Bendigos developers use its non-production environment for iterating features for its digital offerings, the bank identified this as an area where it could reduce compute costs. Now, the bank runs its non-production workloads entirely on Spot Instances.

Leandro Silva, data lead for the open banking project at Bendigo, further explained that by making these changes, Bendigo has reduced its compute costs by approximately 60 per cent.

“Amazon EC2 Spot Instances have been an effective way for us to save on compute costs while maintaining an elastic workload, Silva said.

The bank also tested different Amazon EC2 instances for running its Amazon EMR clusters, and it found the best performance using diversified Amazon EC2 instance types, which include varying combinations of CPU, memory, storage, and networking capacities.

By diversifying its instance types, the bank has reduced the likelihood of service interruptions and downtime and made its workloads more fault tolerant.

We went through stages of configuring different instance types, Hobbs added, noting that under the new model, the bank has improved the resiliency of its near-real-time workloads by roughly 30 per cent.

“We spent some time with the AWS team identifying which instance types have the highest availability, which has delivered a much better experience, Hobbs said.

Bendigos Amazon EMR clusters consist of different node types, which use Amazon EC2 instances for cluster capacity planning.

Hobbs added that core nodes had also been set-up.

“We went from a five-node cluster to a 30-node cluster, Hobbs said.

To facilitate effective cluster scaling, the bank implemented task nodes, which it can spin up or spin down to increase capacity as needed and save on compute costs. Since then, the company has grown to use 60 core nodes for its production environment.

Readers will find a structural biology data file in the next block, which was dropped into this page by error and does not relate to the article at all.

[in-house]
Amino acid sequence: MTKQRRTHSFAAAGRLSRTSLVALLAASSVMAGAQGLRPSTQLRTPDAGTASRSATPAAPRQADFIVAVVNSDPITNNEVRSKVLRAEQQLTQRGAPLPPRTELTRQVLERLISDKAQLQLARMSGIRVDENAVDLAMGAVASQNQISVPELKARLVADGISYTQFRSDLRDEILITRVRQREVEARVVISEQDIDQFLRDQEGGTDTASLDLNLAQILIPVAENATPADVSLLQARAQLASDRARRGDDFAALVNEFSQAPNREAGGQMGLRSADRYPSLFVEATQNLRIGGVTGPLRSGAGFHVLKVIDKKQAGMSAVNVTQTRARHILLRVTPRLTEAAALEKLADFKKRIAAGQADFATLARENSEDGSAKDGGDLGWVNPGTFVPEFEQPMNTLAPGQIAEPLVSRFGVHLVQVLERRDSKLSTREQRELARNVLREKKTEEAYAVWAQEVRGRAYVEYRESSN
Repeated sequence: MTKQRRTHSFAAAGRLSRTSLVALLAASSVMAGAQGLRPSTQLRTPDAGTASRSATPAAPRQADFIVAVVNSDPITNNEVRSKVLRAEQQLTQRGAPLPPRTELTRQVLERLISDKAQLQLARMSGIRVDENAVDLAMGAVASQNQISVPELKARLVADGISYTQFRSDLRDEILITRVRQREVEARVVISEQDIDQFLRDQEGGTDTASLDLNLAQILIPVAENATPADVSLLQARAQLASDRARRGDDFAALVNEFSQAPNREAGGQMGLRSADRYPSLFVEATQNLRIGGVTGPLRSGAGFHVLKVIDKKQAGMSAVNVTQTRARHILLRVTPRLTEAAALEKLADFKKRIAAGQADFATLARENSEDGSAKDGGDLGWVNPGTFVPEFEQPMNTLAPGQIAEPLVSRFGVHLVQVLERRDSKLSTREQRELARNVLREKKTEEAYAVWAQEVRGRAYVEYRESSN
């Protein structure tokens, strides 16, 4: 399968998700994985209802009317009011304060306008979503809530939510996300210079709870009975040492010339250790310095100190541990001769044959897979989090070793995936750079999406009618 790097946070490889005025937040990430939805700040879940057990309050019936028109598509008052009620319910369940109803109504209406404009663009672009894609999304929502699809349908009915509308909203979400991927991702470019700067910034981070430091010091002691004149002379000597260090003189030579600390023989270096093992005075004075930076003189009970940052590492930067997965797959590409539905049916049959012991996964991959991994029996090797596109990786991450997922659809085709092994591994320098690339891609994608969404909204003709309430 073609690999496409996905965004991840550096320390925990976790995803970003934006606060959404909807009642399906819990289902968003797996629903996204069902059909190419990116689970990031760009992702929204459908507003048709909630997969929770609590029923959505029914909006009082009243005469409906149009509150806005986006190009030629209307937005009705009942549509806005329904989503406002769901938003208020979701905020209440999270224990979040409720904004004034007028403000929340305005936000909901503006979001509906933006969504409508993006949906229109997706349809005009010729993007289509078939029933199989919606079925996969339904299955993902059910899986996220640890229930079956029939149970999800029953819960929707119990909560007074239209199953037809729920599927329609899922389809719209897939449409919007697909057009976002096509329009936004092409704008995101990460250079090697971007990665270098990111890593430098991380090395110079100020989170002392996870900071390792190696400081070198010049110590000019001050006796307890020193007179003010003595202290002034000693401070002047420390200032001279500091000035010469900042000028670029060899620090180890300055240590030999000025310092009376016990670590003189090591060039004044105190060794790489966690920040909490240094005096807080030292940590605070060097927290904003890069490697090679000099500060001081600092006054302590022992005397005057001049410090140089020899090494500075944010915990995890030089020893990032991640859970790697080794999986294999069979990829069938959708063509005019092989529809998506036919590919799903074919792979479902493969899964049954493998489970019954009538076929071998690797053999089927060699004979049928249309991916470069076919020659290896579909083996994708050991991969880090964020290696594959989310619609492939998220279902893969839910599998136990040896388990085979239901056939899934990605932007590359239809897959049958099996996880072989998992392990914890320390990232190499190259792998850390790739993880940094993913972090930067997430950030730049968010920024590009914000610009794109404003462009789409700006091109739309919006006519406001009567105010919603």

With multiple task nodes, Bendigos Amazon EMR clusters can use other available task nodes if one fails, minimising service interruptions and downtime. By increasing the elasticity of its infrastructure, the bank has increased the performance of its system by approximately 20 per cent while driving down compute costs.

The bank also started using managed scaling for Amazon EMR, which automatically resizes its clusters for best performance at the lowest possible cost. Using managed scaling, the company can manage its compute costs more effectively by setting up minimum and maximum limits for its compute capacity.

According to Ash Austin, service owner of the cloud platforms team at Bendigo, working on the cloud provides deeper insights about workloads, which help to monitor usage and true costs.

“Working on the cloud helps us enhance our risk and vulnerability management in a highly secure, robust, and controlled environment, Austin said.

Building a data lake to enhance machine learning capabilities

Bendigo is currently modernising its core banking system on AWS so that all of its branches can use a unified banking system that provides transactional updates in near real time.

The bank is also building a data lake using Amazon Simple Storage Service (Amazon S3), an object storage service offering industry-leading scalability, data availability, security, and performance. By securely storing its unstructured data in the cloud, the bank is laying the foundation for integrating machine learning and artificial intelligence alongside its digital offerings.

AWS has been great at helping our organisation find the right tools for the job and navigate the regulatory landscape, Austin added.

It brings us the global expertise that we need to accelerate our digital transformation journey.

[Related: APAC ranks the third-highest region globally targeted by ransomware]